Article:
SpaceX lunar flyby
SpaceX and other private space companies are counting on successful manned flights to the moon to propel the whole industry. SpaceX CEO Musk first announced that the company would be sending tourists to the moon in February 2017, projecting a 2018 launch date. Japanese billionaire Yusaku Maezawa contracted in 2017 with SpaceX for a lunar flyby in a Dragon 2 spacecraft launched by a Falcon Heavy launch vehicle which would have carried only two passengers.
SpaceX announced 27 February 2017 that it had been approached to fly two private citizens on a trip around the Moon in late 2018. They already paid a significant deposit to do a Moon mission. "Like the Apollo astronauts before them, these individuals will travel into space carrying the hopes and dreams of all humankind, driven by the universal human spirit of exploration. We expect to conduct health and fitness tests, as well as begin initial training later this year. Other flight teams have also expressed strong interest and we expect more to follow. Additional information will be released about the flight teams, contingent upon their approval and confirmation of the health and fitness test results".
NASA’s Commercial Crew Program, which provided most of the funding for Dragon 2 development, was a key enabler for this mission. In addition, this will make use of the Falcon Heavy rocket, which was developed with internal SpaceX funding. Falcon Heavy was due to launch its first test flight this summer and, once successful, will be the most powerful vehicle to reach orbit after the Saturn V Moon rocket. At 5 million pounds of liftoff thrust, Falcon Heavy is two-thirds the thrust of Saturn V and more than double the thrust of the next largest launch vehicle currently flying.
At that time, the Crew Dragon (Dragon Version 2) spacecraft with crew was expected to fly in the second quarter of 2018. SpaceX was currently contracted to perform an average of four Dragon 2 missions to the ISS per year, three carrying cargo and one carrying crew. By also flying privately crewed missions, which NASA has encouraged, long-term costs to the government decline and more flight reliability history is gained, benefiting both government and private missions.
Once operational Crew Dragon missions are underway for NASA, SpaceX will launch the private mission on a journey to circumnavigate the Moon and return to Earth. Lift-off will be from Kennedy Space Center’s historic Pad 39A near Cape Canaveral – the same launch pad used by the Apollo program for its lunar missions. This presents an opportunity for humans to return to deep space for the first time in 45 years and they will travel faster and further into the Solar System than any before them. Designed from the beginning to carry humans, the Dragon spacecraft already has a long flight heritage. These missions will build upon that heritage, extending it to deep space mission operations, an important milestone as we work towards our ultimate goal of transporting humans to Mars.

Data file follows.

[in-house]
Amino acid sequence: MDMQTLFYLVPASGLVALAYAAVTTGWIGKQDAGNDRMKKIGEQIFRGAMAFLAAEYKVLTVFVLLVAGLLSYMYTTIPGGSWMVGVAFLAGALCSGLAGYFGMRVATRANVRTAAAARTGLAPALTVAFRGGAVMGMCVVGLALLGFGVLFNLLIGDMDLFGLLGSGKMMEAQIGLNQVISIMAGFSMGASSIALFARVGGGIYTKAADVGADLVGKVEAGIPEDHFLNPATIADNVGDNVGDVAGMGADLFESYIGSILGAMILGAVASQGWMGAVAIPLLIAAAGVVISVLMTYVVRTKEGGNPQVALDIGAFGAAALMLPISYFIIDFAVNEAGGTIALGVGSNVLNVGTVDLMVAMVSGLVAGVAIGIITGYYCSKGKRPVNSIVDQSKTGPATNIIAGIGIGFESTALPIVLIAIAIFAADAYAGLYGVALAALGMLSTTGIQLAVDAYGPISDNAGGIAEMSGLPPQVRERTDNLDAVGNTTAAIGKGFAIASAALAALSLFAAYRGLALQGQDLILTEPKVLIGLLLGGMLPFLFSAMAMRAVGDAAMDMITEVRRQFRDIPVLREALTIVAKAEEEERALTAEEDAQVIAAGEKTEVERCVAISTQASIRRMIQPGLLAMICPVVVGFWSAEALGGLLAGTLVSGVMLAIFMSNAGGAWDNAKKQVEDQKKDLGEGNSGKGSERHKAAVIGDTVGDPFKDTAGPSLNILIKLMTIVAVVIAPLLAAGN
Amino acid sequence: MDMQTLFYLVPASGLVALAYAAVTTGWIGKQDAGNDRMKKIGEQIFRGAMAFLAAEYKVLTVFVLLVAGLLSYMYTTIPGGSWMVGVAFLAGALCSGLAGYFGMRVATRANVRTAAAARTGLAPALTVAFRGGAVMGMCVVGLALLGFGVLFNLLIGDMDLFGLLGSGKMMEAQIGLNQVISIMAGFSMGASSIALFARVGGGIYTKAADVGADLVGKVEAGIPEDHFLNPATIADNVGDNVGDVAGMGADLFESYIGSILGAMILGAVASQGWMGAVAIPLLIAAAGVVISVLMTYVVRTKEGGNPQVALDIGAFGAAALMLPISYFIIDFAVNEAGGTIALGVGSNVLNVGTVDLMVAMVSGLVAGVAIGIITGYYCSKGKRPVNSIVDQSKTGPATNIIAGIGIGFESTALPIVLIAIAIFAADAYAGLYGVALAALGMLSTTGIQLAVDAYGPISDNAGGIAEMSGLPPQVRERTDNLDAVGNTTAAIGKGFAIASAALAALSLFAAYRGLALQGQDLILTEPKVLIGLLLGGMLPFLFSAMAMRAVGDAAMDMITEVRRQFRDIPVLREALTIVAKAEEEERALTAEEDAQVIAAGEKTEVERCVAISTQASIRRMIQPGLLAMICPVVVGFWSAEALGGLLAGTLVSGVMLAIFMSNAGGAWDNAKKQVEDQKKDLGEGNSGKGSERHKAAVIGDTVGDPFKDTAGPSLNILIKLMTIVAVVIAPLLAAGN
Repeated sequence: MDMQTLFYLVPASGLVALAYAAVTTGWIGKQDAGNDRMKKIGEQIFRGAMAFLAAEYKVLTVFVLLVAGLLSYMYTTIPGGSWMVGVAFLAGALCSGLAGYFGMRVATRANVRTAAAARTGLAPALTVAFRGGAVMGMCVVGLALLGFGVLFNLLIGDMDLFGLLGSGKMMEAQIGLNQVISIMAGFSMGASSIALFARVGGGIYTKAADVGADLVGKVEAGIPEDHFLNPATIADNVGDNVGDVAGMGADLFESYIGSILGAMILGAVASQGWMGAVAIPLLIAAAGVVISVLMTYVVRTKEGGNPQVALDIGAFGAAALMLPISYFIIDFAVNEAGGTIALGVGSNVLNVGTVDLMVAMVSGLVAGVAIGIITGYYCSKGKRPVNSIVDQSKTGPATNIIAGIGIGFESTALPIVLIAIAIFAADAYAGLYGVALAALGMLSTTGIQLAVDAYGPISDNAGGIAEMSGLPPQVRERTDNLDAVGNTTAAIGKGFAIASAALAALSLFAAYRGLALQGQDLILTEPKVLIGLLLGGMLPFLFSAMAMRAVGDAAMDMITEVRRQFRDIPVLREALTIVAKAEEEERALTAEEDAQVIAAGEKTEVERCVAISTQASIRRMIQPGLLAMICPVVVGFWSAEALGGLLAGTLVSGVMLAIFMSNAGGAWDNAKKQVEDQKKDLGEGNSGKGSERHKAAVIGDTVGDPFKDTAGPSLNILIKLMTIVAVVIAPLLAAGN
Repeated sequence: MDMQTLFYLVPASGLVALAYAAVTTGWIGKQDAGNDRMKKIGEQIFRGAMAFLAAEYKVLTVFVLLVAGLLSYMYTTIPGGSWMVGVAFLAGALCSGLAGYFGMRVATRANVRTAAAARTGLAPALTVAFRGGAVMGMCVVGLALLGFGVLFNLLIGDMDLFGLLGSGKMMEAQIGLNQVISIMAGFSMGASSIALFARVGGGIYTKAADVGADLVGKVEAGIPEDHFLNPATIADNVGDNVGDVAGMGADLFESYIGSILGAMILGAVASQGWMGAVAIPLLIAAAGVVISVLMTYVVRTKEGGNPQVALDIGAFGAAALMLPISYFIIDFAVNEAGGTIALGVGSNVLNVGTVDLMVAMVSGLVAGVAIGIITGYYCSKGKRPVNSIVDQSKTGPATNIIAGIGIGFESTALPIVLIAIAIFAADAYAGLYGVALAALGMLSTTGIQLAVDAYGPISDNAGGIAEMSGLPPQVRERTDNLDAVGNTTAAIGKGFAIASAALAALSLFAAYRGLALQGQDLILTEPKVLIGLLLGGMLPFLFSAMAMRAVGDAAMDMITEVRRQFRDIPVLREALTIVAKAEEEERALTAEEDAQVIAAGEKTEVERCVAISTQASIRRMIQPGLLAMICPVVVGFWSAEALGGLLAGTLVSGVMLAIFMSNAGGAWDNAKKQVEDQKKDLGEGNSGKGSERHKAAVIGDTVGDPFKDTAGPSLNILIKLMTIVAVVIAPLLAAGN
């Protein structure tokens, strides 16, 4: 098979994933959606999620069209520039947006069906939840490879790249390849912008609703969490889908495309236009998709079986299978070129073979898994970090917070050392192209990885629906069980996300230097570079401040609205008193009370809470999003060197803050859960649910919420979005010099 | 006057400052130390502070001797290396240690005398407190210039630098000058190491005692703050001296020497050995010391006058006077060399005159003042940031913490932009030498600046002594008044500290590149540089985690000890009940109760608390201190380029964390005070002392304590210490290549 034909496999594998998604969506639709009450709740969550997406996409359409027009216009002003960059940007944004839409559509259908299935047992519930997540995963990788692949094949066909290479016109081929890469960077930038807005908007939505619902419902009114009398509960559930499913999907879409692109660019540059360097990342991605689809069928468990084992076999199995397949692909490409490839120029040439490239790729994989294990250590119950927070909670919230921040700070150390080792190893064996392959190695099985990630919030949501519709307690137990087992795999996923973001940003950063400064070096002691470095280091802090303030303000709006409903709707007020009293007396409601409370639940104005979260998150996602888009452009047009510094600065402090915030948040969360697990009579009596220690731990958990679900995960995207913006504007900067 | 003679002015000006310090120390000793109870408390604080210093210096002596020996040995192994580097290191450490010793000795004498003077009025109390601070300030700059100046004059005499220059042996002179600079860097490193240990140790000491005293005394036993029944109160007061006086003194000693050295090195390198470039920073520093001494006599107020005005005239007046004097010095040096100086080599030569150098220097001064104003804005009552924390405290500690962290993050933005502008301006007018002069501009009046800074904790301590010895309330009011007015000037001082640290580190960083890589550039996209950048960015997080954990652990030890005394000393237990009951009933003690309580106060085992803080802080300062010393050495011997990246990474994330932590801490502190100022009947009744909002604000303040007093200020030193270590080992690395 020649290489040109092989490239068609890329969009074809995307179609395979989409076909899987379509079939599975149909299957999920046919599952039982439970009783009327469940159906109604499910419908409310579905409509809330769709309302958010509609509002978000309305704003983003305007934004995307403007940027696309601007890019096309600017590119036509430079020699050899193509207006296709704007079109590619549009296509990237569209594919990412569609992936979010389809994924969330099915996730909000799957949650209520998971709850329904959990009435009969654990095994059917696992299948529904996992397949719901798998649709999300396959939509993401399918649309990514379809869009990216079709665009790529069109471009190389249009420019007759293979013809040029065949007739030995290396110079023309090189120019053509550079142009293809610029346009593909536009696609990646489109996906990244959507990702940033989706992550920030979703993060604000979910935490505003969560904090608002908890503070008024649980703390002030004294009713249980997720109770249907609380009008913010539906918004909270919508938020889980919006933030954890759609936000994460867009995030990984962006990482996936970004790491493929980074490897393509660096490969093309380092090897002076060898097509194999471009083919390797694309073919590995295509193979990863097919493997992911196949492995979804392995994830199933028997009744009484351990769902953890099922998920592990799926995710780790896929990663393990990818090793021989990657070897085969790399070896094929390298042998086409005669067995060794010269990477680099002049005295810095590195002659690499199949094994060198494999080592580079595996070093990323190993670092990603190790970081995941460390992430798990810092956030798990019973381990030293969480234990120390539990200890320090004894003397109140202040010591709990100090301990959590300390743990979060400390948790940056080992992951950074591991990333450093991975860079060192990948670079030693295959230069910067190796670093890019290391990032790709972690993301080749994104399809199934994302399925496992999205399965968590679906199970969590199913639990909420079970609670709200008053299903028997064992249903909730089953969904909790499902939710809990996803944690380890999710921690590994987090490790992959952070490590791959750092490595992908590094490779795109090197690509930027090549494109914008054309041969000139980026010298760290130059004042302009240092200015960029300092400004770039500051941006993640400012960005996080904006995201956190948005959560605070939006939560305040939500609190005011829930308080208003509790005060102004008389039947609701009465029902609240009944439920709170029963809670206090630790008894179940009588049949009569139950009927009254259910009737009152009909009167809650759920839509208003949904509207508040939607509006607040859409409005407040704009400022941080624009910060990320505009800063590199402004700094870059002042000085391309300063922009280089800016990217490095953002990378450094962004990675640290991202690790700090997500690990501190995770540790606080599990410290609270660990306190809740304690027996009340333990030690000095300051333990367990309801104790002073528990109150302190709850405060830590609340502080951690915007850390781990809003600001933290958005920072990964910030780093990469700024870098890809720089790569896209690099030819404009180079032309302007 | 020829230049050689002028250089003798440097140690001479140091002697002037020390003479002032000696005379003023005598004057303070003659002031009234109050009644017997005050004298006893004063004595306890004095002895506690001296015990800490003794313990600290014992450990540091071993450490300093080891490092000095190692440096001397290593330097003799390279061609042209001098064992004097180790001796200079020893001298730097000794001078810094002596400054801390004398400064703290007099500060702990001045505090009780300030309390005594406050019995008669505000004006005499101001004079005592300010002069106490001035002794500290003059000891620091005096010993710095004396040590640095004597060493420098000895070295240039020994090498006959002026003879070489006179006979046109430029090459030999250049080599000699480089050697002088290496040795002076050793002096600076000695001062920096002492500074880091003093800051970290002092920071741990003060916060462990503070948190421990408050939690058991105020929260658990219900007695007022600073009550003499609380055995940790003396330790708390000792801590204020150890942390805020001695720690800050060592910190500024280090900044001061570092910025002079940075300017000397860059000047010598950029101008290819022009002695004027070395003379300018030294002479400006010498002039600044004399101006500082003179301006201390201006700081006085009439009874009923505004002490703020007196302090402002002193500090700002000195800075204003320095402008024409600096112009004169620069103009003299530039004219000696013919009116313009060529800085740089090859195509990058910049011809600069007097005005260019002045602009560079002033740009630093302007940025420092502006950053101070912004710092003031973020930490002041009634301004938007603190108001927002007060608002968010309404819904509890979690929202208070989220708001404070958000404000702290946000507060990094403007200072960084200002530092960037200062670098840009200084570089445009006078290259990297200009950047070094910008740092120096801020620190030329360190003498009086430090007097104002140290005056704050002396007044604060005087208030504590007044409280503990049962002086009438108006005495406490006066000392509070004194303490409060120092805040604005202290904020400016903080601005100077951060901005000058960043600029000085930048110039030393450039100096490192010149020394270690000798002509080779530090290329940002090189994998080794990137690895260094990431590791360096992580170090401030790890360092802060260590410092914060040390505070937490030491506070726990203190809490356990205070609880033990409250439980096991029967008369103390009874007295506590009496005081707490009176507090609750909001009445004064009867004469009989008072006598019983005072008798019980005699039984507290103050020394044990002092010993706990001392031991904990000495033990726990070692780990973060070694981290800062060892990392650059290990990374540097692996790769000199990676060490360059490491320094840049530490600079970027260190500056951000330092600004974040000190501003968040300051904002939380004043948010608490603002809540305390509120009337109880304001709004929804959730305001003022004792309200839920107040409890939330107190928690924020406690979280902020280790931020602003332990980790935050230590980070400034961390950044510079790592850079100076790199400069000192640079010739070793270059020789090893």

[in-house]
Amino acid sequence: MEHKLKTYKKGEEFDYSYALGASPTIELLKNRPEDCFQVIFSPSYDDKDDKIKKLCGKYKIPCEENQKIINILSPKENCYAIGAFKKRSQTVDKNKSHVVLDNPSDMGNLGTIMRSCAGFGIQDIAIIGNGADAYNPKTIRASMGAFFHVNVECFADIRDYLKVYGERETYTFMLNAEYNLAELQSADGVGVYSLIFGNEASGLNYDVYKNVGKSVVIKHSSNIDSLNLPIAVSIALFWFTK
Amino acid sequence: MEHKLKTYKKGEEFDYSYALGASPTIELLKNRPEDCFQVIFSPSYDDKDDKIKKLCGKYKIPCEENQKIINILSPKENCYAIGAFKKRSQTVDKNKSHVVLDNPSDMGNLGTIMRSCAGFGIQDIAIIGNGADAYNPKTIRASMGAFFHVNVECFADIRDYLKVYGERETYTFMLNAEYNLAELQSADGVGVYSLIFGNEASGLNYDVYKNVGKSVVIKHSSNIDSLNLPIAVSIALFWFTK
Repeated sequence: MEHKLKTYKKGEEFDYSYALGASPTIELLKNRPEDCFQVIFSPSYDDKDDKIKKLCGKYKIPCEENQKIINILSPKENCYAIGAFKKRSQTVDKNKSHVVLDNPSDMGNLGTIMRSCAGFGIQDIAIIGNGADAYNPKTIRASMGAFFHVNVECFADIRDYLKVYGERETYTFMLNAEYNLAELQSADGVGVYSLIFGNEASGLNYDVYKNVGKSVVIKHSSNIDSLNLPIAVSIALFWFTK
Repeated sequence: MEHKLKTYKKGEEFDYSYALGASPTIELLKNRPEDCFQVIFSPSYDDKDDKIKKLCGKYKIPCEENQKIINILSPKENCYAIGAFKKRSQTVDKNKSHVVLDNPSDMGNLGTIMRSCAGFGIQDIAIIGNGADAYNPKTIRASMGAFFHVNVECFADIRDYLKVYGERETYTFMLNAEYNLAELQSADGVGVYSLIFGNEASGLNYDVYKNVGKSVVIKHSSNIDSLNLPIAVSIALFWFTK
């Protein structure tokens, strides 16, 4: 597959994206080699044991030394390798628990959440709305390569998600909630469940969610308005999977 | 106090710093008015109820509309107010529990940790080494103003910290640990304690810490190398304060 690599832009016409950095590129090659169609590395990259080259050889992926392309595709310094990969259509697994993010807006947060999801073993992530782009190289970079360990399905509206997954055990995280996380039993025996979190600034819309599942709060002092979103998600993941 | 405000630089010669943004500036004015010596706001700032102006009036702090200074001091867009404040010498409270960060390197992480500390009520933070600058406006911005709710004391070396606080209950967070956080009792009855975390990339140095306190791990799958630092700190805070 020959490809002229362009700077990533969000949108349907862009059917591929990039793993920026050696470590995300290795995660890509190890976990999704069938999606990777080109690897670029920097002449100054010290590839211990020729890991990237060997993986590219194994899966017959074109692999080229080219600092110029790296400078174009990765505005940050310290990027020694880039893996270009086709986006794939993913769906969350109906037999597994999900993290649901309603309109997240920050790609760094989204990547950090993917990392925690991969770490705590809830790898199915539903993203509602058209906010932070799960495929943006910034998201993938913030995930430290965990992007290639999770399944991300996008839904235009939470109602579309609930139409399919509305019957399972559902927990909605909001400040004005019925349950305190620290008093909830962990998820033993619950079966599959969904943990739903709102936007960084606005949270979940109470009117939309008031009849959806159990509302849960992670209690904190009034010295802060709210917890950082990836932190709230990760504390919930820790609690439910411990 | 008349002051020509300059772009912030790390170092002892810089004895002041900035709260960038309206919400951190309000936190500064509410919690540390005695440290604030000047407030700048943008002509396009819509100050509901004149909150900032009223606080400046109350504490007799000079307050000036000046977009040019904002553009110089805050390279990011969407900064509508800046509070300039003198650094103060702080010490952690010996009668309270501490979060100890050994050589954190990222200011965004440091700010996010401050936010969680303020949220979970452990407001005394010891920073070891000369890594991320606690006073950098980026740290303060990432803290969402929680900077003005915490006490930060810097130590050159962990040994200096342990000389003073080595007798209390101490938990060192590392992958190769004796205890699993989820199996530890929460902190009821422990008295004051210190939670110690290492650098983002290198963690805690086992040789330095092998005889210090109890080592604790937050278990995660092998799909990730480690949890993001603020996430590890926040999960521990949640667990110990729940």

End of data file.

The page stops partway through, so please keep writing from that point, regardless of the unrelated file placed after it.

That mission, which would have used the company's Falcon Heavy rocket and Dragon capsule, never happened. According to a SpaceX announcement in early 2018, the Falcon Heavy plan was shelved in light of the development of BFR/Starship.
Yusaku Maezawa, founder of clothing company ZoZo, will be the first space tourist to travel around the moon, private spaceflight company SpaceX announced 17 September 2018. "Finally, I can tell you that, 'I choose to go to the moon,'" Maezawa said to cheers in the audience during the press briefing. Maezawa, a former drummer in a punk band and now the chief executive of online fashion retailer Zozo, is slated to fly in 2023 on board SpaceX’s upcoming Big Falcon Rocket spaceship. He will become the first person to travel to the moon since the United States wrapped up its Apollo missions in 1972. Maezawa will be the first private passenger Elon Musk’s SpaceX space transportation company will take on a trip around the moon, moving the race to commercialize space travel to new heights.
Maezawa stated, "Ever since I was a kid, I have loved the moon; just staring at the moon filled my imagination; it is always there and has continued to inspire humanity. This is why I cannot pass up this opportunity." Maezawa’s identity was revealed at an event at the company’s headquarters and rocket factory in the Los Angeles suburb of Hawthorne. “He’s a very brave person to do this,” Elon Musk said as he presented his first commercial astronaut duringthe event at the company’s headquarters and rocket factory in Los Angeles. And he doesn't want to go alone either. Maezawa said he plans to "go to the moon with artists." He will bring six to eight artists with him, he said.
If the trip goes as planned (and SpaceX has stepped back promises of tourist trips to the moon before), Maezawa will zoom toward the moon in 2023 in the newly designed Big Falcon Rocket.
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